Uncertainty reigns at divided FCC

Earlier this month, it looked as if FCC chairman Michael Powell had finally won the monumental political battle to loosen media ownership rules. Now, less than 30 days later, could it be that the FCC’s Democratic minority, commissioners Michael Copps and Jonathan Adelstein, will emerge the real winners.

It’s still a long way before the full Congress or a court invalidates the FCC’s June 2 vote on media ownership rules. But, with the outpouring of public complaints about the policy change, a reversal of the policy is now seen as increasingly possible by industry insiders.

The 3-to-2 decision on June 2 to loosen the ownership restrictions on media companies followed party lines, with Powell supported by his fellow Republicans, Kevin J. Martin and Kathleen Q. Abernathy. However, the FCC’s two Democrats—Copps and Adelstein—did not go quietly into the night.

Copps and Adelstein reacted with a roadshow of a dozen public hearings, accusing Powell of being unwilling to hear public complaints or to compromise on the issue. Their activity generated the thousands of public complaints that finally got the attention of both conservative Republicans and liberal Democrats in Congress.

By most reports, the aftermath of the June 2 decision has left the FCC a bitterly split agency, with Chairman Powell’s future influence unpredictable. One issue that will be closely watched is the FCC’s upcoming debate to establish new rules governing the size of cable companies.

The courts threw out the FCC's prior cable ownership cap, which banned media companies from owning cable systems covering more than 30 percent of the country. A similar court ruling on broadcast ownership played a key role in Powell’s proposal to raise national ownership caps for broadcasters. But does he have the power to do it again on cable?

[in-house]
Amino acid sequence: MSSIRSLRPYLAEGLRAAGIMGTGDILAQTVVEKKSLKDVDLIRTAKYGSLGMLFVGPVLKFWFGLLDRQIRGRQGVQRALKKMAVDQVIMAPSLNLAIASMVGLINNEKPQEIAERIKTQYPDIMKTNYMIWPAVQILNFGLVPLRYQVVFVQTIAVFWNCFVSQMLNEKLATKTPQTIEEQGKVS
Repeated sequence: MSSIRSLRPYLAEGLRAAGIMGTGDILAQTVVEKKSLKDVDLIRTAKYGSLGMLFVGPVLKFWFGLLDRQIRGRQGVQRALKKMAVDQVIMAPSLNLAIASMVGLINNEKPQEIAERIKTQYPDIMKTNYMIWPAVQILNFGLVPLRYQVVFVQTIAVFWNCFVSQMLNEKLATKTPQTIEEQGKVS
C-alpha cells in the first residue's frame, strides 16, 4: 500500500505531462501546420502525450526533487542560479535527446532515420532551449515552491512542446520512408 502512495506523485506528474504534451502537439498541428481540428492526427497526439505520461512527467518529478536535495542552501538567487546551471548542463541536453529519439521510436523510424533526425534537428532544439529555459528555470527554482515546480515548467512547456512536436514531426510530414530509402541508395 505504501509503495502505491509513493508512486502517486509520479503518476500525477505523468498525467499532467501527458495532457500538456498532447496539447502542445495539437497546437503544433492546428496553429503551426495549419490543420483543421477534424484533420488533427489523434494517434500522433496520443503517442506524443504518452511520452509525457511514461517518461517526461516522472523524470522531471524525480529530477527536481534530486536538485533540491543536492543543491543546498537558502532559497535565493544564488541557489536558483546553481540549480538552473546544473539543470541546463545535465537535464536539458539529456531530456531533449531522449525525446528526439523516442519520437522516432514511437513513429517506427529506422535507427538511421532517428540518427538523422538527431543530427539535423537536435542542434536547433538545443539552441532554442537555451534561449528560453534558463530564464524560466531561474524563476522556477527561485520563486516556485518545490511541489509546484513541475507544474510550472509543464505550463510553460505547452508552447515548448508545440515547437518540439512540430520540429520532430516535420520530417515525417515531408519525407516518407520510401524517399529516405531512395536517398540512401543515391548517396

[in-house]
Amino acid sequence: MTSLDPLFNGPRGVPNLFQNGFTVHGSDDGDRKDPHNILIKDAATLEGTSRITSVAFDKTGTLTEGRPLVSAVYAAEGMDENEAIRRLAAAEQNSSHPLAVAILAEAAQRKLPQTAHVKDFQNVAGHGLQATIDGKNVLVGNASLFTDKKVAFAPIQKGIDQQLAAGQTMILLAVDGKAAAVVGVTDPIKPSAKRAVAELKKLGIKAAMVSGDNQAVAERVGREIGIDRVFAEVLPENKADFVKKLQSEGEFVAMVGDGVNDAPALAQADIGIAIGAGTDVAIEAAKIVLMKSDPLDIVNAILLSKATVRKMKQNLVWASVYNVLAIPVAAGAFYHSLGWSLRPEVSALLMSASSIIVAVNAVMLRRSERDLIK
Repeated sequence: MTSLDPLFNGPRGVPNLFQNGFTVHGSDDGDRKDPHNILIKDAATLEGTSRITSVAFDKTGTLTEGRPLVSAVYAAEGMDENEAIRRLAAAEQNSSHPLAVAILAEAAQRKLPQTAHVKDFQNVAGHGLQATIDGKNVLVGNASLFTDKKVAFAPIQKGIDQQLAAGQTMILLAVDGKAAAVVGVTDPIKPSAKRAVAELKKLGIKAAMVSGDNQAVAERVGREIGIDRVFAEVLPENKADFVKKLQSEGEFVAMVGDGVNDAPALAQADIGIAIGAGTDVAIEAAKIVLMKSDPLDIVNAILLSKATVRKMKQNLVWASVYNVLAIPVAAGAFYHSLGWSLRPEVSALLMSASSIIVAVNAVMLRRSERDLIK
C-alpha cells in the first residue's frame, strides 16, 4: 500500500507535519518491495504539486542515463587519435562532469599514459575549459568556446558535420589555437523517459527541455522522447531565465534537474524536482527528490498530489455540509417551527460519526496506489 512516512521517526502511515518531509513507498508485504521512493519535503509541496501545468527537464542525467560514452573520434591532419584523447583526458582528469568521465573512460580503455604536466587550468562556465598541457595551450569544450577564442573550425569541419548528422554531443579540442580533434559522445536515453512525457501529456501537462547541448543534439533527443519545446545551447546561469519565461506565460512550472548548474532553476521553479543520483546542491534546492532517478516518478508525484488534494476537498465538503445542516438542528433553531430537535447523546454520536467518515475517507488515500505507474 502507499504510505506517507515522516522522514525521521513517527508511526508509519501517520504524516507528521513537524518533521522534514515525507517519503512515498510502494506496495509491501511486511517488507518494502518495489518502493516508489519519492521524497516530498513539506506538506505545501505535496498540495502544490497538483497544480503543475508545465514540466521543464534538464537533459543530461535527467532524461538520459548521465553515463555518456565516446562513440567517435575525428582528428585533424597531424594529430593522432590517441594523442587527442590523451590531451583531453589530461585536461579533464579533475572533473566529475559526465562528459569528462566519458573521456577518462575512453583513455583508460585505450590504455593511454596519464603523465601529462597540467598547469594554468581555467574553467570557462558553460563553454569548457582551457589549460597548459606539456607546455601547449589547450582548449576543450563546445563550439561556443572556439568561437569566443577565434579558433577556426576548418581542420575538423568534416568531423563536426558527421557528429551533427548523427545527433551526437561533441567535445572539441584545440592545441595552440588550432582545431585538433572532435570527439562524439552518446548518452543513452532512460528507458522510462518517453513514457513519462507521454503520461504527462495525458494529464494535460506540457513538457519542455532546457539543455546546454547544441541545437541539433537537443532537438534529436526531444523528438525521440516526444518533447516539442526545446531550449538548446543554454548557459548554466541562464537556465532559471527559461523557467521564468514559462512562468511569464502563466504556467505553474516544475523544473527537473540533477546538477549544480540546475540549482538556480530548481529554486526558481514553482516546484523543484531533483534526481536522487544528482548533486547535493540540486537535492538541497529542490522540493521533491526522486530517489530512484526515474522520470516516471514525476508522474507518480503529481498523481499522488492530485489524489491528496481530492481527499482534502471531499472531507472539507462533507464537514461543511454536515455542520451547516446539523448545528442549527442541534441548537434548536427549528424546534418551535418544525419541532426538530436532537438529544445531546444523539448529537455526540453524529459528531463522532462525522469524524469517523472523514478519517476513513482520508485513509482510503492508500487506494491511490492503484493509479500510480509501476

A recent Washington Post article described the FCC splits as having become personal. The newspaper said personal relations between Powell and Republican commissioner Kevin Martin have been poor since Martin split with him on an important telecom vote earlier in the year. Powell's personal relations with the two Democrats “have grown even more acrimonious during the debate over media ownership rules, with little or no direct contact between Powell and his colleagues,” the newspaper reported.

Split votes can become tools for opponents who want to challenge a decision in court, Harold Furchtgott-Roth, a former Republican FCC commissioner, told the Post. “A 3-2 vote provides the minority with the opportunity to write stinging dissents, which people can then use when they march into appeals court,” he said.

For more information visit www.fcc.gov.

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